By Miriam Myers , GreatSchools Staff
In a technology-rich classroom, your fifth-grader uses tools to enhance her understanding of language arts, science, social studies, math, and art. Her use of new tools to answer age-old questions is the first step to technological literacy.
Resources range from computers, software programs, and the Internet to digital cameras, camcorders, and voice recorders. Technology isn't a substitute for teaching, but a way to bring the world into the classroom. Plus, it's an essential tool for your child's future.
The Internet can connect kids to native speakers of a language they are learning or to scientists around the world. Computer-based programs can give teachers real-time feedback on how well students grasp a concept in math. But technology is no substitute for learning mathematical concepts or the basics of writing an essay.It's simply one way to enhance classroom instruction and help your child practice new skills and master new concepts.
The technology skills she learns will help your child write research papers in history and do multimedia presentations in science. She will develop critical evaluation skills by assessing the credibility of websites and learning about copyright laws and the ethics of using online information or pictures.
"Fifth-graders are very comfortable using a computer to complete learning projects," explains our teacher consultant Gayle Berthiaume.
Technology use varies from school to school
Many states base their technology standards on the National Educational Technology Standards for Students (NETS). But because children aren't tested on their use of technology, teachers aren't typically held accountable for teaching it. That means computer use varies widely from classroom to classroom. Your fifth-grader may have one or more computer workstations in the classroom, go to a computer lab once a week, or not use technology regularly.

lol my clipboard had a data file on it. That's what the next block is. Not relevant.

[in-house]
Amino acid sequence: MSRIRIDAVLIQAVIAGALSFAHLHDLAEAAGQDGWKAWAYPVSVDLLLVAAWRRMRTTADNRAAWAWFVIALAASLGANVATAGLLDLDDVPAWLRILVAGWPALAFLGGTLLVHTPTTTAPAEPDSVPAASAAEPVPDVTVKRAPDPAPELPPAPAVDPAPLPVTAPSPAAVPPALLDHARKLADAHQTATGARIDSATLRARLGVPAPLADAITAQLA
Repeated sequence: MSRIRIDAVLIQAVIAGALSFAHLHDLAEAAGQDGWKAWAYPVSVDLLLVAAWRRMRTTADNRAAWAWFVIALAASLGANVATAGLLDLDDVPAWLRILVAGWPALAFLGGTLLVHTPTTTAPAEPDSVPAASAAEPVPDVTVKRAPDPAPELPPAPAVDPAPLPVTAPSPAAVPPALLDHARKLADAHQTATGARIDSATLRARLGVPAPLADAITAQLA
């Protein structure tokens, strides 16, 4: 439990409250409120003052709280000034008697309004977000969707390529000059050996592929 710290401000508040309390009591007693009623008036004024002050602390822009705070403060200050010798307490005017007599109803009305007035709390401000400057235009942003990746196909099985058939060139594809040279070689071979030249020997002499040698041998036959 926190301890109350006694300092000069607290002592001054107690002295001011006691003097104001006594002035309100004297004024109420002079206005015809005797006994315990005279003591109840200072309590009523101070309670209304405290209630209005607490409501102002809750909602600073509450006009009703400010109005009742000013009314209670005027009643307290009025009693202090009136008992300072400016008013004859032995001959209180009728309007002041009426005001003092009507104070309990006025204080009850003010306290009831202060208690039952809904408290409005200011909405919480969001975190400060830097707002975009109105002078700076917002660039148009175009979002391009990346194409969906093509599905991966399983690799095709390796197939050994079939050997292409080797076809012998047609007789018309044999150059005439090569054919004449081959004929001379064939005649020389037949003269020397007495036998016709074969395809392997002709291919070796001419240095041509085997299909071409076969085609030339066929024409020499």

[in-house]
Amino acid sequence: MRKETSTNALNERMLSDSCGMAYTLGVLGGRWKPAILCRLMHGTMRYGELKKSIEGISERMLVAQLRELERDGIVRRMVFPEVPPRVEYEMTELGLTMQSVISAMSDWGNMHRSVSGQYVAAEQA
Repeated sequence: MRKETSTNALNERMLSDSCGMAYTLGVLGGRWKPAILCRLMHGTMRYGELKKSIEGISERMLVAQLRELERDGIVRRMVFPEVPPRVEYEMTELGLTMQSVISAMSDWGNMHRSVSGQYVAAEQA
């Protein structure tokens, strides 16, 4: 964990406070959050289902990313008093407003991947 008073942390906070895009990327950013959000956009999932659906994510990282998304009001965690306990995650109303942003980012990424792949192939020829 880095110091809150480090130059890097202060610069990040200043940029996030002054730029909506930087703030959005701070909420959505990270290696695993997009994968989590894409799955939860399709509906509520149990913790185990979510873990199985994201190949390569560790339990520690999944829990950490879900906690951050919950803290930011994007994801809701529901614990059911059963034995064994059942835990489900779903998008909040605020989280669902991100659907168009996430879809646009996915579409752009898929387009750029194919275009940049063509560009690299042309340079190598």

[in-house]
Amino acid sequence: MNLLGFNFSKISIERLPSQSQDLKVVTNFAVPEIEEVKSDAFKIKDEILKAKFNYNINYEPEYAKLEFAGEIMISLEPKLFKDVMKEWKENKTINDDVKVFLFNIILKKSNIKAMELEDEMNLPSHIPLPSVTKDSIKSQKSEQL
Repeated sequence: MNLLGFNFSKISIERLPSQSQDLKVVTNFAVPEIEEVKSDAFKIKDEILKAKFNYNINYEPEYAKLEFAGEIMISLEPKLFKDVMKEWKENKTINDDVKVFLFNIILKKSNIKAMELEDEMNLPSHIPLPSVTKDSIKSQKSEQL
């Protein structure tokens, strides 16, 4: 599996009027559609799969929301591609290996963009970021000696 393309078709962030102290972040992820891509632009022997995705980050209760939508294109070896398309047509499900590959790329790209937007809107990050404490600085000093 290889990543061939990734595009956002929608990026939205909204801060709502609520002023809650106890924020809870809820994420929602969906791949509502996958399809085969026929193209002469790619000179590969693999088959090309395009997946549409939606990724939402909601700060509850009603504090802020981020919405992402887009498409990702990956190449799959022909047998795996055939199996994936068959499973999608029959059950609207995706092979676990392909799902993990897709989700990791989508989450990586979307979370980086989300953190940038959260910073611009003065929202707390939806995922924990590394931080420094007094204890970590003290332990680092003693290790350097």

To get the maximum benefit from technology, the best classrooms incorporate technology into regular lessons that develop students' higher-order thinking skills, promote creativity, and facilitate academic learning. Your child's teacher may use technology to evaluate students' progress.
Fifth-graders build on their vocabulary to communicate about technology. Your child should be able to discuss common uses of technology in daily life and its advantages and disadvantages. He should apply strategies for identifying and solving routine hardware and software problems. Your child should be learning the names of computer parts - monitor, keyboard, mouse, printer, and speakers - and software terms - menu, file, folder, application, save, and quit.
Keyboard and mouse
Your fifth-grader continues to improve her skills in typing and using a mouse. She practices typing and increases the rate of words she types per minute. A fifth-grader should type 20 words per minute. To avoid repetitive stress injuries later on, she should learn to use the correct hand, wrist, and body positions and the proper techniques for striking the keys. By the end of the year, she should demonstrate advanced keyboarding skills such as cutting, copying, and pasting to edit her work.
Schools may use a typing program that teaches students how to type.
Word processing and email
Your child can use a word-processing program the same way a professional writer does: to prewrite, draft, revise and publish work. He may type his ideas in the first draft, then proofread and make changes. In the final stages of the writing process, your child may use word-processing software to add clip art; change the font, size, and color of the text; and learn to use spell-check. He may also add bulleted and numbered lists. He may make a class newsletter with pictures and text or write a book review.
He and his classmates are able to cut, copy, and paste text or graphics from one program to another. Students explore some of the advanced features of a word-processing program, such as using borders, shading, and page layout. He may create a book or brochure that includes columns, text boxes, and graphics. He learns how computers make it possible to work remotely.
Berthiaume explains: "Many schools share and save files over a network. Students may access their saved work from any computer in the building."
Your fifth-grader may use email to contact a peer, another class, or experts worldwide. He may email an author of a book. With programs like ePals, teachers and students can communicate with people around the world.
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